7. Part 3 Forces for Change

    • 9. The Chimera of Reform
      (pp. 207-230)

      We have seen in the first several chapters of this book that users of Chinese characters everywhere have sought by one means or another to transform this cumbersome writing system into a serviceable artifact. In China, these efforts led to radical “simplification” of character shapes, elimination of some forms through phonetic borrowing, and creation of an alphabetic notation that is taking some heat off the characters by acting as a de facto orthography in places where the latter are completely unsuitable. Japan introduced its own simplified forms and attempted to limit the number of characters in daily use. In Korea,...

    • 10. Language, Speech, and Writing
      (pp. 231-257)

      The formal relationship between writing and speech has been debated by linguists for nearly a century. One school of thought treats writing as derivative of speech and maintains that writing’s true and only function is to represent speech sounds. In this view, speech represents (oris) language, and writing in turn represents (or should represent) speech. The contrary view asserts that writing and speech both represent language, that the one does not (even should not) necessarily derive from the other, and that neither form of language is “primary.” Not surprisingly, linguists disposed one way or the other to Chinese characters...

    • 11. Computing with Chinese Characters
      (pp. 258-276)

      Technology’s cutting edge is two-sided. While enhancing our ability to shape nature, technology also highlights defects in mechanisms whose limitations were not universally recognized. Progress is served in both cases.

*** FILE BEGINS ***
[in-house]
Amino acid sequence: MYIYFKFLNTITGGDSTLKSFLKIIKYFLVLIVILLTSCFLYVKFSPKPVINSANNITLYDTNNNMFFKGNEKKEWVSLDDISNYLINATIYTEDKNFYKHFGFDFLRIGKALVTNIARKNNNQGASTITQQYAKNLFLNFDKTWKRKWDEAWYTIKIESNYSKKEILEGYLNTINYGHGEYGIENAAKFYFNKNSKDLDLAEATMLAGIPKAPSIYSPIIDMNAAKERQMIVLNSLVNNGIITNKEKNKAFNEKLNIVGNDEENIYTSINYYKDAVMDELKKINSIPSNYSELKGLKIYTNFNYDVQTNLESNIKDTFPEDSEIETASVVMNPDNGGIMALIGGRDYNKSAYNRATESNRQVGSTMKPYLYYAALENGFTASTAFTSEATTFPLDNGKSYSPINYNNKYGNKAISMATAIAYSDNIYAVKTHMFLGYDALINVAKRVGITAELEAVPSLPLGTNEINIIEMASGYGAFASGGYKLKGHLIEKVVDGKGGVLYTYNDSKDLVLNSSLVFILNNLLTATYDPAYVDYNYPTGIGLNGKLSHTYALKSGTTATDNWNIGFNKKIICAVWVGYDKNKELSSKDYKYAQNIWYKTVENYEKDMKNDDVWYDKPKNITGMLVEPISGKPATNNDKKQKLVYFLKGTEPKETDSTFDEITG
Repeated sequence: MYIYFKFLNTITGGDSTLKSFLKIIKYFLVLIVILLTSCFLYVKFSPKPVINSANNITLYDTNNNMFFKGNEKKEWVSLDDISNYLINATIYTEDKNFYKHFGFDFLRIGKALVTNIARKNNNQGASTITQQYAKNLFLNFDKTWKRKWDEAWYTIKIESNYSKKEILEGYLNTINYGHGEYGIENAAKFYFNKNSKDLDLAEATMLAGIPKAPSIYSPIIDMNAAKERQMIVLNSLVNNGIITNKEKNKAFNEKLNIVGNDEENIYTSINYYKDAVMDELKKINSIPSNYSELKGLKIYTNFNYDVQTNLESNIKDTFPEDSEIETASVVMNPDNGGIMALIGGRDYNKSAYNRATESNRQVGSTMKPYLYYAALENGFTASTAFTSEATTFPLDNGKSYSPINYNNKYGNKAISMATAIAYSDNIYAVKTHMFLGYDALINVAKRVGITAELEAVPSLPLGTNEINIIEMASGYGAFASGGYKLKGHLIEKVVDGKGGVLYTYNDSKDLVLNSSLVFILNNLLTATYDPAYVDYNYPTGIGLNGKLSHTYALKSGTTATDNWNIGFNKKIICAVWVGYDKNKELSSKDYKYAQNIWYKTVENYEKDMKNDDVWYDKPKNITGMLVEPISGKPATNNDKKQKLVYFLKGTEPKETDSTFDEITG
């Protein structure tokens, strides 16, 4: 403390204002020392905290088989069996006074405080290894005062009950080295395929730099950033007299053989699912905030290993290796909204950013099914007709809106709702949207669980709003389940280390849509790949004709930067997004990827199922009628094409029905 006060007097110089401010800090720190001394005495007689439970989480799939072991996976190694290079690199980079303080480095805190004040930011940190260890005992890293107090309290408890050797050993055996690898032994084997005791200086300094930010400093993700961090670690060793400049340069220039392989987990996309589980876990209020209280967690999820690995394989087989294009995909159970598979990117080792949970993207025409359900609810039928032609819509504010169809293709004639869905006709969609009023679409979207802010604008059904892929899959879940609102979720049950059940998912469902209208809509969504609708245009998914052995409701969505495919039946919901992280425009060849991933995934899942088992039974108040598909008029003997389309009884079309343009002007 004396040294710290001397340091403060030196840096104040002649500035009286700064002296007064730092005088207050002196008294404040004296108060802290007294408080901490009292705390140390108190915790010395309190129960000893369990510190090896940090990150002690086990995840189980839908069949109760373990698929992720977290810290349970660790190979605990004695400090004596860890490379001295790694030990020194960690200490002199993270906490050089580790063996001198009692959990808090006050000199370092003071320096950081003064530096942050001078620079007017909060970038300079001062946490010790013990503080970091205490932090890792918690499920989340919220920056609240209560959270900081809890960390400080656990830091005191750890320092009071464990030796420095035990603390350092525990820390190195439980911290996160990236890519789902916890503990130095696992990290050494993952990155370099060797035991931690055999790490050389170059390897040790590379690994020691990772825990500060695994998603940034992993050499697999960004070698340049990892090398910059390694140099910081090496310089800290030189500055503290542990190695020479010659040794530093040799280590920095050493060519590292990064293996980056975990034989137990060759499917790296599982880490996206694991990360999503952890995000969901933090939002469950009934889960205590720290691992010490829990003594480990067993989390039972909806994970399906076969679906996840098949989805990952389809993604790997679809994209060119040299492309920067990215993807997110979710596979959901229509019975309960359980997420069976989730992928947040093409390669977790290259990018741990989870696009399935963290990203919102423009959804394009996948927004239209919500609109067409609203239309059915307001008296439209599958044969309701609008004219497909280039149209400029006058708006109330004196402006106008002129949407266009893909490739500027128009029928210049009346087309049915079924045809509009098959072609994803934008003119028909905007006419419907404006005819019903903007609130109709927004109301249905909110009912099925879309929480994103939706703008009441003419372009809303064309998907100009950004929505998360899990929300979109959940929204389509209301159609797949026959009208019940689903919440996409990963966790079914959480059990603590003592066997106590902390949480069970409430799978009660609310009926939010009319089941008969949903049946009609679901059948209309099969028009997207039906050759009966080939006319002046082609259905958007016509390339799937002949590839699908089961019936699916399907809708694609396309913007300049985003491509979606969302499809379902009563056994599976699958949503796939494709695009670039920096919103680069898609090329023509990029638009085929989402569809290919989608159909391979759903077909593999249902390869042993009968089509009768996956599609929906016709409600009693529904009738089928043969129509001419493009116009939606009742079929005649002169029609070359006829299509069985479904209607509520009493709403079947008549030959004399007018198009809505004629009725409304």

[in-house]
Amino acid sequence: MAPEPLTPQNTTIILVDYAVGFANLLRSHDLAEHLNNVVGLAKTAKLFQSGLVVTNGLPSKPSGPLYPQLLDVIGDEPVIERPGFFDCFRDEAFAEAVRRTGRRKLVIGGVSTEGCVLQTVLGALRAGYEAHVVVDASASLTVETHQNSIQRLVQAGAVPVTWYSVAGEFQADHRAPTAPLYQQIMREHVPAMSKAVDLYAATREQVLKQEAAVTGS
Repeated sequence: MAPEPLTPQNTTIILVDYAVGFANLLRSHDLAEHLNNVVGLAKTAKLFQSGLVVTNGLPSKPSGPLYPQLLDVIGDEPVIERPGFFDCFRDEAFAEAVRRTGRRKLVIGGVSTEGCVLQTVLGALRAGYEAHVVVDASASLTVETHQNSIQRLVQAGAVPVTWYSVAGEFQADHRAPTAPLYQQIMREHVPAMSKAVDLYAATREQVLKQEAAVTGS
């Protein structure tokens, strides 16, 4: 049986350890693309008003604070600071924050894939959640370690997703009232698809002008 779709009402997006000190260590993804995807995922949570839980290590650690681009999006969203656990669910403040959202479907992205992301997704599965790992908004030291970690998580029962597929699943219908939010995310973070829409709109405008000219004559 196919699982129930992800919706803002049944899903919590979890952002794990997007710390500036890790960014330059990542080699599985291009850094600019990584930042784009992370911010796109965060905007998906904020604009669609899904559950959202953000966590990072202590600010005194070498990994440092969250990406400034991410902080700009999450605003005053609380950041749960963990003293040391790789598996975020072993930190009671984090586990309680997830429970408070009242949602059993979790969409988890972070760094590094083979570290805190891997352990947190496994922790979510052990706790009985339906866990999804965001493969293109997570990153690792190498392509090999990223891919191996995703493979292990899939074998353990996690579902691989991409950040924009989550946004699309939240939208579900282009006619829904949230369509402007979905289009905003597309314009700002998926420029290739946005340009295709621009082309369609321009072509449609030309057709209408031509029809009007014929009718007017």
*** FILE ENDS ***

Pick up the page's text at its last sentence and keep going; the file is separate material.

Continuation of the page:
The present chapter explores the relationship between Chinese characters and computers—the most recent in a millennia-old series of technical innovations for recording language. I begin by examining how well computers have fulfilled their predicted role of eliminating gaps in the ease with which alphabetic and character texts are generated and processed. The practical consequences of a large character set whose units lack a well-motivated design will be assessed as...

    • 12. Chinese Characters and East Asian Culture
      (pp. 277-300)

      Discussing East Asia’s linguistic culture as a single entity is simply asking for trouble. For starters, different people beginning with the principals themselves define “East Asia” by different criteria. Some would include Mongolia and Tibet, others would question my including of Vietnam, while still others would wonder why the remaining Southeast Asian countries were left out. Even if agreement could be reached on the geography, a full accounting of the area’s linguistic culture would have to consider dozens of well-attested minority languages in China and Vietnam, besides the four “major” languages I have chosen to treat. More fundamentally, what sense...

  8. Notes
    (pp. 301-316)
  9. Bibliography
    (pp. 317-330)
  10. Index
    (pp. 331-338)
  11. Back Matter
    (pp. 339-339)